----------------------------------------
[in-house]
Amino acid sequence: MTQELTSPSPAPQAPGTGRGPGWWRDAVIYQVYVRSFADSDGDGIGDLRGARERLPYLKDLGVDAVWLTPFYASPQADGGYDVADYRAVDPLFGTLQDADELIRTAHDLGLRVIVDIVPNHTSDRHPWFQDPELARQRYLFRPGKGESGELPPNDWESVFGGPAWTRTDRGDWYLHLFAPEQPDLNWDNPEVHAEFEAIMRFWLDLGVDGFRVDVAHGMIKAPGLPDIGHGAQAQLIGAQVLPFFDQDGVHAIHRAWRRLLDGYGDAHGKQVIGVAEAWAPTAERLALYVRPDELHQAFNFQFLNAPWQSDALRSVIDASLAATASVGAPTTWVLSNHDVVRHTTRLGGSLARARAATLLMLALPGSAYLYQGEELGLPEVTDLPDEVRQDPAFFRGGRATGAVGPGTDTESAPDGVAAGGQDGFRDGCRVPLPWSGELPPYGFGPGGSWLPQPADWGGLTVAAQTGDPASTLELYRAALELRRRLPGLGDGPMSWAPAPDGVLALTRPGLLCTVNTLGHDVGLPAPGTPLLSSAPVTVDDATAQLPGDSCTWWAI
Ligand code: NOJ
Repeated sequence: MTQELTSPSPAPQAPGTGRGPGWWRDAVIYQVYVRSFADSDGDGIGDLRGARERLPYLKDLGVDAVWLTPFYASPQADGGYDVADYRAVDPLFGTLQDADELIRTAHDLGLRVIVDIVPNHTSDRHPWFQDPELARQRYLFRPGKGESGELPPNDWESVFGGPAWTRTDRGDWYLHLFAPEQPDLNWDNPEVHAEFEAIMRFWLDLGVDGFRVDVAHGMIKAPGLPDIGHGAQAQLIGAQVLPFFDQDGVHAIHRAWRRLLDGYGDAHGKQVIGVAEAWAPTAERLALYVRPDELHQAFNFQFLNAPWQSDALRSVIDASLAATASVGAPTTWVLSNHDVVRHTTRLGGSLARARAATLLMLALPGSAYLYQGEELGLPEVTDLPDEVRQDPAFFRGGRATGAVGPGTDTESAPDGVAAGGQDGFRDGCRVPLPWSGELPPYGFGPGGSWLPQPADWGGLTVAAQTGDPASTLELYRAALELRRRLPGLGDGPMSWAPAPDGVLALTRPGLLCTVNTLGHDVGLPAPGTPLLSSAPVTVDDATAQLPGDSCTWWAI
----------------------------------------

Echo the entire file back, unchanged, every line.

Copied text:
[in-house]
Amino acid sequence: MTQELTSPSPAPQAPGTGRGPGWWRDAVIYQVYVRSFADSDGDGIGDLRGARERLPYLKDLGVDAVWLTPFYASPQADGGYDVADYRAVDPLFGTLQDADELIRTAHDLGLRVIVDIVPNHTSDRHPWFQDPELARQRYLFRPGKGESGELPPNDWESVFGGPAWTRTDRGDWYLHLFAPEQPDLNWDNPEVHAEFEAIMRFWLDLGVDGFRVDVAHGMIKAPGLPDIGHGAQAQLIGAQVLPFFDQDGVHAIHRAWRRLLDGYGDAHGKQVIGVAEAWAPTAERLALYVRPDELHQAFNFQFLNAPWQSDALRSVIDASLAATASVGAPTTWVLSNHDVVRHTTRLGGSLARARAATLLMLALPGSAYLYQGEELGLPEVTDLPDEVRQDPAFFRGGRATGAVGPGTDTESAPDGVAAGGQDGFRDGCRVPLPWSGELPPYGFGPGGSWLPQPADWGGLTVAAQTGDPASTLELYRAALELRRRLPGLGDGPMSWAPAPDGVLALTRPGLLCTVNTLGHDVGLPAPGTPLLSSAPVTVDDATAQLPGDSCTWWAI
Ligand code: NOJ
Repeated sequence: MTQELTSPSPAPQAPGTGRGPGWWRDAVIYQVYVRSFADSDGDGIGDLRGARERLPYLKDLGVDAVWLTPFYASPQADGGYDVADYRAVDPLFGTLQDADELIRTAHDLGLRVIVDIVPNHTSDRHPWFQDPELARQRYLFRPGKGESGELPPNDWESVFGGPAWTRTDRGDWYLHLFAPEQPDLNWDNPEVHAEFEAIMRFWLDLGVDGFRVDVAHGMIKAPGLPDIGHGAQAQLIGAQVLPFFDQDGVHAIHRAWRRLLDGYGDAHGKQVIGVAEAWAPTAERLALYVRPDELHQAFNFQFLNAPWQSDALRSVIDASLAATASVGAPTTWVLSNHDVVRHTTRLGGSLARARAATLLMLALPGSAYLYQGEELGLPEVTDLPDEVRQDPAFFRGGRATGAVGPGTDTESAPDGVAAGGQDGFRDGCRVPLPWSGELPPYGFGPGGSWLPQPADWGGLTVAAQTGDPASTLELYRAALELRRRLPGLGDGPMSWAPAPDGVLALTRPGLLCTVNTLGHDVGLPAPGTPLLSSAPVTVDDATAQLPGDSCTWWAI